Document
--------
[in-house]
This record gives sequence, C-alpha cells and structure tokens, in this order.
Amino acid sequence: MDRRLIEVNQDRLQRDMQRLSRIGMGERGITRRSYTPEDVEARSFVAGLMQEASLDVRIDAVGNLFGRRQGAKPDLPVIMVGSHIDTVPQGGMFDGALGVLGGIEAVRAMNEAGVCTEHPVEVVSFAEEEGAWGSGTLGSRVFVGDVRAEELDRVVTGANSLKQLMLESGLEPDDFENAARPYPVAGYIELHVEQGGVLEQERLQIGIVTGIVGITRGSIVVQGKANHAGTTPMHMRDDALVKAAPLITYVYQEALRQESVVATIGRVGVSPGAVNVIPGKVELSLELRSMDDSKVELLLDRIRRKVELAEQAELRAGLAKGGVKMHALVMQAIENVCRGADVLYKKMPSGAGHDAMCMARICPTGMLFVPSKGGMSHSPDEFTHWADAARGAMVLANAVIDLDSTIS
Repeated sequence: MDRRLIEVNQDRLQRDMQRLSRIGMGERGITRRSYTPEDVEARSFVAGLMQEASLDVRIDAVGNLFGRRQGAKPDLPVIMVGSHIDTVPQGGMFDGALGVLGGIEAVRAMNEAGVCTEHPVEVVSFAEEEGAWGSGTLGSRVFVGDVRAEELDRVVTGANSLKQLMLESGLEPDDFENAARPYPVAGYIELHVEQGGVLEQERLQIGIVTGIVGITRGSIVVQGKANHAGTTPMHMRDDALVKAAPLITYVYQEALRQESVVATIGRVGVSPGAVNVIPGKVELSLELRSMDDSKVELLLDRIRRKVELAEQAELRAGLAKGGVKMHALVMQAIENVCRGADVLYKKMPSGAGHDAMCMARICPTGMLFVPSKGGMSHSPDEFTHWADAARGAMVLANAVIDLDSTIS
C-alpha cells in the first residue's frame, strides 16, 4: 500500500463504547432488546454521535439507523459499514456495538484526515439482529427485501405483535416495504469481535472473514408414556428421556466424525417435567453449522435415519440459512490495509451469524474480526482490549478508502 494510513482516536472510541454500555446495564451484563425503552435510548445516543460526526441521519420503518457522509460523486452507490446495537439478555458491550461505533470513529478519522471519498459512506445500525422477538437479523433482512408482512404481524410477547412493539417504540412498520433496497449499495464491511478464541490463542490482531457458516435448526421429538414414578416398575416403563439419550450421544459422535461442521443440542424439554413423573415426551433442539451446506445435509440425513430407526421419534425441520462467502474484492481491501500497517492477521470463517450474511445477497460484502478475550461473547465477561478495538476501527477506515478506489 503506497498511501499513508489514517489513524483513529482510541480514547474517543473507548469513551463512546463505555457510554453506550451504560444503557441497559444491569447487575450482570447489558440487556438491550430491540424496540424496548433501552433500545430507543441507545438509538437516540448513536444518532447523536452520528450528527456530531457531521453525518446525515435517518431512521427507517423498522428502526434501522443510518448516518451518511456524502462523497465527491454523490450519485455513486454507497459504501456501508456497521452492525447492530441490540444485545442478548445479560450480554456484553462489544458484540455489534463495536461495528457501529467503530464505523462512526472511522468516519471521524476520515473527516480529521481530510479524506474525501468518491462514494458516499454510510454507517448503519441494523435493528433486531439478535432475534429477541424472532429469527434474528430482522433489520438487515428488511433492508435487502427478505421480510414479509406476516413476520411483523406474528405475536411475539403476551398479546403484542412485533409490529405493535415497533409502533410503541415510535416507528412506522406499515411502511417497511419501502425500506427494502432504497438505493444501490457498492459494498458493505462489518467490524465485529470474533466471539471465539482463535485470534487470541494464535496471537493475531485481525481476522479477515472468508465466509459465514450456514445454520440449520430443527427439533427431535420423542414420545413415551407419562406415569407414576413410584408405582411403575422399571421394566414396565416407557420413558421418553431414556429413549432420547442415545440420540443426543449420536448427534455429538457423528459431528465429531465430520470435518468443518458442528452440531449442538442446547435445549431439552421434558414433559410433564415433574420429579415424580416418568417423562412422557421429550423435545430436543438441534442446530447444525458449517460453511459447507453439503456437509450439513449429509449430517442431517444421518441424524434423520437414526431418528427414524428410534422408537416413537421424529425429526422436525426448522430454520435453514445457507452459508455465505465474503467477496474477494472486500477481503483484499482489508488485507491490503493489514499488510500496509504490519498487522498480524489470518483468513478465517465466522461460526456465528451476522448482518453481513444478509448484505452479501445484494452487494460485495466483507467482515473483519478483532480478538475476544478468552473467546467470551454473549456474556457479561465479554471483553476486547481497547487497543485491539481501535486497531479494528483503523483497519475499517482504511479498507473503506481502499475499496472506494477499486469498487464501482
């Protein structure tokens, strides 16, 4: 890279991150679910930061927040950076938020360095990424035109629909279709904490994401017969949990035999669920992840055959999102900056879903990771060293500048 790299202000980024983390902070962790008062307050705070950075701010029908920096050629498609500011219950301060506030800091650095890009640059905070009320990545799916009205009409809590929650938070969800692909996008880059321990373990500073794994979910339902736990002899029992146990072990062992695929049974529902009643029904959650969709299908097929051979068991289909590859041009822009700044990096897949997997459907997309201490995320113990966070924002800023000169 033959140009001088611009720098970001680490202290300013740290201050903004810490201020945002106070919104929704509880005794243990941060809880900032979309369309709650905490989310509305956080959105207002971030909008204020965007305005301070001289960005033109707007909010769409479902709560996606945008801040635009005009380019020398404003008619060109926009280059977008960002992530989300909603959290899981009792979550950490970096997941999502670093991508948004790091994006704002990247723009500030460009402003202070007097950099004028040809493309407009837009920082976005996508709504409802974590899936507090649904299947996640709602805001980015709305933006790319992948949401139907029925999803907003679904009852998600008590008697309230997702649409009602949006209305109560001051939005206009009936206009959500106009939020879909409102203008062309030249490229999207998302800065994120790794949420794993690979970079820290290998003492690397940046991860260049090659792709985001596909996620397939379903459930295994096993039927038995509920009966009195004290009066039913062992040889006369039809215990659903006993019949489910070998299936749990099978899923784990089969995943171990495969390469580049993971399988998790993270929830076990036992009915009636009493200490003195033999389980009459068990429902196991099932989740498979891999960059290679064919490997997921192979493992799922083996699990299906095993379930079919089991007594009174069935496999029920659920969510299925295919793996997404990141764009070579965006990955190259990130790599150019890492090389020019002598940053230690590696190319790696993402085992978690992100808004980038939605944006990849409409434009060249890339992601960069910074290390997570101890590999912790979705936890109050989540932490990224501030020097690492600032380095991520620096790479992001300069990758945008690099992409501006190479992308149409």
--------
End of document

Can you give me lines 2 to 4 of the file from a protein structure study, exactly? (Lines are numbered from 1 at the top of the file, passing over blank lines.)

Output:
This record gives sequence, C-alpha cells and structure tokens, in this order.
Amino acid sequence: MDRRLIEVNQDRLQRDMQRLSRIGMGERGITRRSYTPEDVEARSFVAGLMQEASLDVRIDAVGNLFGRRQGAKPDLPVIMVGSHIDTVPQGGMFDGALGVLGGIEAVRAMNEAGVCTEHPVEVVSFAEEEGAWGSGTLGSRVFVGDVRAEELDRVVTGANSLKQLMLESGLEPDDFENAARPYPVAGYIELHVEQGGVLEQERLQIGIVTGIVGITRGSIVVQGKANHAGTTPMHMRDDALVKAAPLITYVYQEALRQESVVATIGRVGVSPGAVNVIPGKVELSLELRSMDDSKVELLLDRIRRKVELAEQAELRAGLAKGGVKMHALVMQAIENVCRGADVLYKKMPSGAGHDAMCMARICPTGMLFVPSKGGMSHSPDEFTHWADAARGAMVLANAVIDLDSTIS
Repeated sequence: MDRRLIEVNQDRLQRDMQRLSRIGMGERGITRRSYTPEDVEARSFVAGLMQEASLDVRIDAVGNLFGRRQGAKPDLPVIMVGSHIDTVPQGGMFDGALGVLGGIEAVRAMNEAGVCTEHPVEVVSFAEEEGAWGSGTLGSRVFVGDVRAEELDRVVTGANSLKQLMLESGLEPDDFENAARPYPVAGYIELHVEQGGVLEQERLQIGIVTGIVGITRGSIVVQGKANHAGTTPMHMRDDALVKAAPLITYVYQEALRQESVVATIGRVGVSPGAVNVIPGKVELSLELRSMDDSKVELLLDRIRRKVELAEQAELRAGLAKGGVKMHALVMQAIENVCRGADVLYKKMPSGAGHDAMCMARICPTGMLFVPSKGGMSHSPDEFTHWADAARGAMVLANAVIDLDSTIS